Published on August 8, 2017
Dear Parishioners and Friends of the Sandusky Catholic Parishes,
High  summer  is  waning   and  one  can feel the hint of fall in the early mornings.   It  always  brings  back memories of the farm, of picking corn in the wet and the darkness of the early morning, and by ten o’clock the steam would be seen in the fields as the wetness of our clothes was being dried on our backs by the rising sun.
For Sandusky it is the time of prime tourism.  Families are getting in their last chance for vacation.  Cedar Point, Kalahari, Wolf Lodge, or the islands are frantically visited and enjoyed.  Many come to our churches for Sunday and I like when I hear about our communities.  Many comment on the beauty of the churches, but some say it was nice to be with the community on Sunday.
It is important to remind ourselves that it is not what we do that may be the most important thing but the loving.  Christ is the salvation of the world and significance comes from union with him.  I would point out that this union is real.  Without love, Christ is not in the world.  When there is no response to Christ in the world, then Christ is not here.  Without Christ the world collapses, disappears, and disintegrates into nothing, not worth a candle.
Only in the human can divinity live and only in humankind is the humanity of Christ Jesus present.  Only in human entrance into the mystery of Christ’s birth and life, passion, death and resurrection, through the sacrament of human life in the love of God, is the world kept going and the redemption accomplished.  Our significance then never lies in what we do or even who we are, but only in our love, and that love is pure gift, responded to, accepted and integrated.
Once, in the Garden of Eden, communion with God was easy.  Often primitive cultures are far more advanced than we are, without the civilization of frenzied noise and flurry, passion and violence, sometimes beautiful and often sophisticated but always drowning out the possibility for awareness and for reflection.  We need these havens of quiet where reality can be heard and where presence gives the heart scope and the world its meaning.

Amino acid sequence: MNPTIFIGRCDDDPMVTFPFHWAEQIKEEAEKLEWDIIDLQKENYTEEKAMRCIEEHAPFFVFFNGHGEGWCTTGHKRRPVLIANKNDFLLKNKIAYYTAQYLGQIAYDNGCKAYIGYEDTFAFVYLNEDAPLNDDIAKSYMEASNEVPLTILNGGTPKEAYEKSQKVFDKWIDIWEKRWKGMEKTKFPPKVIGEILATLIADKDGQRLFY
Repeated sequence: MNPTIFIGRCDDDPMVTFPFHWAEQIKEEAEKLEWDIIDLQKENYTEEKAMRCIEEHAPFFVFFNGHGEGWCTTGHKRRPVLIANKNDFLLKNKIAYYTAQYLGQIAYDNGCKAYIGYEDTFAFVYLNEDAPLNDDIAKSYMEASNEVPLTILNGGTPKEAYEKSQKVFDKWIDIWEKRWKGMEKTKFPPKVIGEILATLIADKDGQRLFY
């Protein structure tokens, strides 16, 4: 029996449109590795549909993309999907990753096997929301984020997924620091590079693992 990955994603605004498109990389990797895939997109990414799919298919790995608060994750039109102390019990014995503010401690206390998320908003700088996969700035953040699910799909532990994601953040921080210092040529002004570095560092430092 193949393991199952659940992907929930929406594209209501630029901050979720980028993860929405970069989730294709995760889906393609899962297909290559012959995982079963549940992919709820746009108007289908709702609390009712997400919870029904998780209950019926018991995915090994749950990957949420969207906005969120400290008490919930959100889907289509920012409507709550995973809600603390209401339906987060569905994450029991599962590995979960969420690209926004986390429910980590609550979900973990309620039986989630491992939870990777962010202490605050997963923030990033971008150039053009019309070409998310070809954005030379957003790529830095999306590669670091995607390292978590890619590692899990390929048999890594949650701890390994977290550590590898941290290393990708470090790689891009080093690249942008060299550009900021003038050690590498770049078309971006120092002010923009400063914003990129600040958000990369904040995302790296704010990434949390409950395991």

Many of our visitors find it in the churches, on Sunday morning or Saturday night.  Also we should know that we give off vibrations; we send messages.  These impulses can radiate love or contempt or anger.  No matter how plausible our face, how pleasant our toothy smile, the vibrations will send out our real message.  It will say “it is so good that you are with us,” or “this is my Church and even though I am smiling, know your place.”  A face as unlikely as Mother Teresa’s can transmit enormous love, and a very lovely face can transmit loathing.  Children are almost infallible in seeing into people and they pick up pretty easily our hypocrisies and our  two-faced way of acting.
Now the major dialogue is a silent one.  Our churches, our places of worship send out powerful streams of God, for God is very much in our worship.  So many who come to our community are tired and spent.  They need our hearts and a home for a few hours.  This is true hospitality when we reach out, not because it is a good thing to do, but because we need each other on the journey.
The message that we send out all day long is our witness and it is the sermon that we preach.  When we are like Jesus, when we see ourselves in the upper room where Jesus washes our feet and we do that for others and when we serve the meal that he served us, we will never forget and neither will those who are with us, no matter where they are from.
In Him,
Fr. Joe